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Dry Eye

Some people do not produce enough tears or the appropriate quality of tears to keep the eye healthy and comfortable. This is known as dry eye. Tears are produced by two different methods. One method produces tears at a slow, steady rate and is responsible for normal eye lubrication. The other method produces large quantities of tears in response to eye irritation or emotions. Tears that lubricate are constantly produced by a healthy eye.

Excessive tearing occurs when the eye is irritated by a foreign body, dryness or when a person cries. The usual symptoms of Dry Eye include stinging or burning eyes, scratchiness, stringy mucus in or around the eyes, excessive eye irritation from smoke or wind, excess tearing, and difficulty wearing contact lenses. Excess tearing from “dry eye” sounds illogical, but if the tears responsible for maintenance lubrication do not keep the eye wet enough, the eye becomes irritated. When the eye is irritated, the lacrimal gland produces a large volume of tears that overwhelm the tear drainage system. These excess tears then overflow from your eye.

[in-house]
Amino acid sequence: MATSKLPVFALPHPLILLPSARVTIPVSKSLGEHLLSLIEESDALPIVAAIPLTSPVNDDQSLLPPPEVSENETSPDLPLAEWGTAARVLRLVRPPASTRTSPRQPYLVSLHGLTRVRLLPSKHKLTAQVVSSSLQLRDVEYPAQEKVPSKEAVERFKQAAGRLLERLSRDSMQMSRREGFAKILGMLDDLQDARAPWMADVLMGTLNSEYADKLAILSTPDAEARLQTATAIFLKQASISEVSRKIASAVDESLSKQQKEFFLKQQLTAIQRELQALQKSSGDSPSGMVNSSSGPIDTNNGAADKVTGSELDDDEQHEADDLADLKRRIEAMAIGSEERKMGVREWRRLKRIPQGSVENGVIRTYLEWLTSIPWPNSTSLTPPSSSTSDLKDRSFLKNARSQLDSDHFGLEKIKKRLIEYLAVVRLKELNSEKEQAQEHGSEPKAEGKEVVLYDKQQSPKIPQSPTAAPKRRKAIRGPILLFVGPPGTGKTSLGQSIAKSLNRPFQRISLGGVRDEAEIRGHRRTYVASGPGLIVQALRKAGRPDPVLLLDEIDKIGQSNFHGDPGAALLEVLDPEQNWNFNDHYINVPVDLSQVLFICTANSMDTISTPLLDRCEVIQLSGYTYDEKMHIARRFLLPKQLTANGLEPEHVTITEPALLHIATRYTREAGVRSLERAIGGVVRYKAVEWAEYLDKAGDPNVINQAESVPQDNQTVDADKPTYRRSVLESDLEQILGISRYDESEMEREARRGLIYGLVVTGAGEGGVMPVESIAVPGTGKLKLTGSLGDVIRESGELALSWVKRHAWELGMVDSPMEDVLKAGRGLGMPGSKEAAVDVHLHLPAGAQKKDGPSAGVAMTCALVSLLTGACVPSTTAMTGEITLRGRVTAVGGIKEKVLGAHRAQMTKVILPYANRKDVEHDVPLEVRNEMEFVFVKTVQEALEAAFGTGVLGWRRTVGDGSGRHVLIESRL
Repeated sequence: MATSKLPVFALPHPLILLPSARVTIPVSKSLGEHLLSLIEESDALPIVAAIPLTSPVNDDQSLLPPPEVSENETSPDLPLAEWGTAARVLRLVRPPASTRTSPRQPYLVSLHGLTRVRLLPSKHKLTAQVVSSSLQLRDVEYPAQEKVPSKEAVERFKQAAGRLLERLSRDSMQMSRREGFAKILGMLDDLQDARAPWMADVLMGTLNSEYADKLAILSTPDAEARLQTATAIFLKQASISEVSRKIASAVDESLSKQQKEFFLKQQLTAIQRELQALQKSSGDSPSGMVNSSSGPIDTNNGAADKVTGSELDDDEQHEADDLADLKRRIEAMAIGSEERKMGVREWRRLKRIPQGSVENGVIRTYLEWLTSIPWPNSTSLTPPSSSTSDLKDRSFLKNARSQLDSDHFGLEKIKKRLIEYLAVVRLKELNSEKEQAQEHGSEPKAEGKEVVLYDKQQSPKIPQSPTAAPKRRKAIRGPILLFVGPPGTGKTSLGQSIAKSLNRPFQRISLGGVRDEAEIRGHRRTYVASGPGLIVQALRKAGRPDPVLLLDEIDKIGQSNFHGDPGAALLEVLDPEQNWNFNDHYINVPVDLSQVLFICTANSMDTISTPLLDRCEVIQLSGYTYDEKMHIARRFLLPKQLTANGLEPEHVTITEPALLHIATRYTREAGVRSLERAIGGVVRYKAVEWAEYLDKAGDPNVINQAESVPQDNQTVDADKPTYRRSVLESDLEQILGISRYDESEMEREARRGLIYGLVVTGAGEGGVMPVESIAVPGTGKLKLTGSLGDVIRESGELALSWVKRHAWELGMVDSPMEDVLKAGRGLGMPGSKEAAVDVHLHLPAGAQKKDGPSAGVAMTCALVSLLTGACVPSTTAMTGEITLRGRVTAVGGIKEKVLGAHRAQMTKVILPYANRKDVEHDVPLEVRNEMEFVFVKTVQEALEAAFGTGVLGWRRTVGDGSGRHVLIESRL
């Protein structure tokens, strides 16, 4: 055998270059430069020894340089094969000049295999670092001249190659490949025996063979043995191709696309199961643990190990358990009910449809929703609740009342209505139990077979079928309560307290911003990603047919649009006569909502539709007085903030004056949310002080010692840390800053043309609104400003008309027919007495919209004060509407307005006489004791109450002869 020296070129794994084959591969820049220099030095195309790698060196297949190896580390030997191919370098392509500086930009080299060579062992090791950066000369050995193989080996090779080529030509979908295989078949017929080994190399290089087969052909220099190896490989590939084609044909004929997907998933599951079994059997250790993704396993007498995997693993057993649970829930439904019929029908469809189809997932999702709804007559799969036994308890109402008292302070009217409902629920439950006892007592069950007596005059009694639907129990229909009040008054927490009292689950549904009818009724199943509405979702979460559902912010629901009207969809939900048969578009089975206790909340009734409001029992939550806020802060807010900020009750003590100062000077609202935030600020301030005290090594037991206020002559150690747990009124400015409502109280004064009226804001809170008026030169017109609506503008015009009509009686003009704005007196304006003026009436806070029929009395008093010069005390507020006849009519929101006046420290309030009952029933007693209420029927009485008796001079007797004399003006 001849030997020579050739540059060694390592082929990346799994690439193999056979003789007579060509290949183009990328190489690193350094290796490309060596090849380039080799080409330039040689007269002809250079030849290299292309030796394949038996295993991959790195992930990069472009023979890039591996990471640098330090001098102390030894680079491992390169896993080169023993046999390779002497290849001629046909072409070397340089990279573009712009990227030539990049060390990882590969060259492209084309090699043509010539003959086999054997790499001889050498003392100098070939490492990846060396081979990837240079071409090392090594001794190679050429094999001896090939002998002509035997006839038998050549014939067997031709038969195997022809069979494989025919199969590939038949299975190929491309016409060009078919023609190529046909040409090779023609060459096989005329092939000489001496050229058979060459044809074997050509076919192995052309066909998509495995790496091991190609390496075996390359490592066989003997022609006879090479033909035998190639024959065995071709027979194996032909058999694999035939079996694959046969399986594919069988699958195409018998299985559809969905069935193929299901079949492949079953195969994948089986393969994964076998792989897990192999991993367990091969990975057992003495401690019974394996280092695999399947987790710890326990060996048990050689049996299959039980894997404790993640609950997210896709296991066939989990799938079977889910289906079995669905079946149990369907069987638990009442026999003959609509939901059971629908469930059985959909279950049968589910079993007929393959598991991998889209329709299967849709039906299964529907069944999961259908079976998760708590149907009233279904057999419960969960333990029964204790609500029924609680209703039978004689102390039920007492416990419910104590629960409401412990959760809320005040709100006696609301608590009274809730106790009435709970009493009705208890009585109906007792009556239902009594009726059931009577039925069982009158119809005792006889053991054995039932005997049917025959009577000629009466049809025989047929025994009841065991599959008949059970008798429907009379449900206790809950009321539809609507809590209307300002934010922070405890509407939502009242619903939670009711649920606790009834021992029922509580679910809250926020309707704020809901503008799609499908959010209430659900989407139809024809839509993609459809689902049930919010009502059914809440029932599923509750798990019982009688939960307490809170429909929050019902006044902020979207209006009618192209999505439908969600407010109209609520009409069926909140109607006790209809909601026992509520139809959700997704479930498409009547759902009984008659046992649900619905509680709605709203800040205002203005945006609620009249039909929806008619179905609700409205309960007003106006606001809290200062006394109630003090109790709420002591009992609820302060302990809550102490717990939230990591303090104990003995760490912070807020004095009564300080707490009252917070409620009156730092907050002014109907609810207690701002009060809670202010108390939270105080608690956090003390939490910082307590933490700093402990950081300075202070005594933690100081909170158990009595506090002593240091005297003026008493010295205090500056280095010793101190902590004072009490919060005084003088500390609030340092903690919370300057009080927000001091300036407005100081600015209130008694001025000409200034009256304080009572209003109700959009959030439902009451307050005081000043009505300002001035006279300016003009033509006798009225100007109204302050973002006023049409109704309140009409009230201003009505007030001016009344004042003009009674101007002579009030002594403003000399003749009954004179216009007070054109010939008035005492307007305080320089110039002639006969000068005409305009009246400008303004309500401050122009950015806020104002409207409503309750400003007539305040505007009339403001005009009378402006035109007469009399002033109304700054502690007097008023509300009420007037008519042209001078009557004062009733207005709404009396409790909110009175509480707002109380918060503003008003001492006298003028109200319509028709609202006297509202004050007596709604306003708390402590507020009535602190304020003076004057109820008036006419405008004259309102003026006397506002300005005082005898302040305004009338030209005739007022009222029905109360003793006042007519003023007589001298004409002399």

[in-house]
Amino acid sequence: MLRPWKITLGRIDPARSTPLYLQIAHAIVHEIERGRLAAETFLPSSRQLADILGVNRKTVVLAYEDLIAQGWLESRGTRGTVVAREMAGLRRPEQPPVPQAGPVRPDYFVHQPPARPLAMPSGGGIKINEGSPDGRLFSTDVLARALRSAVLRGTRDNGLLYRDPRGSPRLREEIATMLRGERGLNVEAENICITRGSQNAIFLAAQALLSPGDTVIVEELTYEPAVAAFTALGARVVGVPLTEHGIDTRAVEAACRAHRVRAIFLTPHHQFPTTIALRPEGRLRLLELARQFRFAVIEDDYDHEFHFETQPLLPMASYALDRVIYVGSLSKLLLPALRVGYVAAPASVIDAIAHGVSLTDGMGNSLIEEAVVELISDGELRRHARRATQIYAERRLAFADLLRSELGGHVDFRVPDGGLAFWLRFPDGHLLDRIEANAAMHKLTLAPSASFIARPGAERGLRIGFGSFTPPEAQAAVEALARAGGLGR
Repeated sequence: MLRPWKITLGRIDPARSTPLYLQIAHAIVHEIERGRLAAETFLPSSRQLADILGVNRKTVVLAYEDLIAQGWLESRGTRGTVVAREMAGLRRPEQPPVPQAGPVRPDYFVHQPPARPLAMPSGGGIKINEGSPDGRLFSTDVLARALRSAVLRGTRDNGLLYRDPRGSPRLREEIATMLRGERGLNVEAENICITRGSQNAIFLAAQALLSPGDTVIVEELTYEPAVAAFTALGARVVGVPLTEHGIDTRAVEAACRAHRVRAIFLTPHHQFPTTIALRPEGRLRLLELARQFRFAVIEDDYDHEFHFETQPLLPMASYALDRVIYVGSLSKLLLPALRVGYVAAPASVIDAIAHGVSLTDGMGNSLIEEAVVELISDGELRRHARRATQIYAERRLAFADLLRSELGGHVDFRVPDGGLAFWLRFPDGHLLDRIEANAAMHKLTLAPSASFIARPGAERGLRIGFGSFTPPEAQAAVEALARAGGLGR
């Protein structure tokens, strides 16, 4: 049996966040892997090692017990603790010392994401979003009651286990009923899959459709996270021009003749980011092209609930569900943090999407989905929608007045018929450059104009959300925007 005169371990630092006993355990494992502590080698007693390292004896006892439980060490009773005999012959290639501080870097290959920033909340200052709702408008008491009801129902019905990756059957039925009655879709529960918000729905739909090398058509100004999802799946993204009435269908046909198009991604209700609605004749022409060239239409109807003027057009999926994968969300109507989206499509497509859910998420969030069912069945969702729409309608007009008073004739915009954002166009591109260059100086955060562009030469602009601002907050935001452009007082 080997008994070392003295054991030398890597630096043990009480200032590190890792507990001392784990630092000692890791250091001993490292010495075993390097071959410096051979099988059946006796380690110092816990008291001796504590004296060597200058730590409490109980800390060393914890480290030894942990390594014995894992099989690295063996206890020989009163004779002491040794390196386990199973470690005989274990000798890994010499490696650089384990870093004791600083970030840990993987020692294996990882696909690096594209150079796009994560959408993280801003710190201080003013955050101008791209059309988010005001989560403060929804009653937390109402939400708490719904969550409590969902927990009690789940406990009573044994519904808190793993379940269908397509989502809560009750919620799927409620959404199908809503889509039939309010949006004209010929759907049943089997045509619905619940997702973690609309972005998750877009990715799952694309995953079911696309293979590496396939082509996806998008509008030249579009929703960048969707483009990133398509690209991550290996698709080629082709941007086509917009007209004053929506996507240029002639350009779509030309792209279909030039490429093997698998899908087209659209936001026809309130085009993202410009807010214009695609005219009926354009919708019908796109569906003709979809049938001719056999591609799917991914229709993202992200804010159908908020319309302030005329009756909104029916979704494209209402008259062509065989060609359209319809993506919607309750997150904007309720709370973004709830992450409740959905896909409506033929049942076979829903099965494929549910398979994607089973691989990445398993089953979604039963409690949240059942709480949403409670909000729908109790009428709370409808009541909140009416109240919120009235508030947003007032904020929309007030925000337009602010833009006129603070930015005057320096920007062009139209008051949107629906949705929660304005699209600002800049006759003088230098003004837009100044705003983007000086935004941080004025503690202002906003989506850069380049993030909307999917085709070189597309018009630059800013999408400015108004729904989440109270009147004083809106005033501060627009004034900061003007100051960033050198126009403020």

Tear production normally decreases as we age. Although dry eye can occur in both men and women at any age, women are most often affected. This is especially true after menopause. Dry eye also can be associated with other problems. For example, people with dry eyes, dry mouth and arthritis are said to have Sjogren’s syndrome. A wide variety of common medications – prescription and over-the-counter – can cause dry eye by reducing tear secretion.

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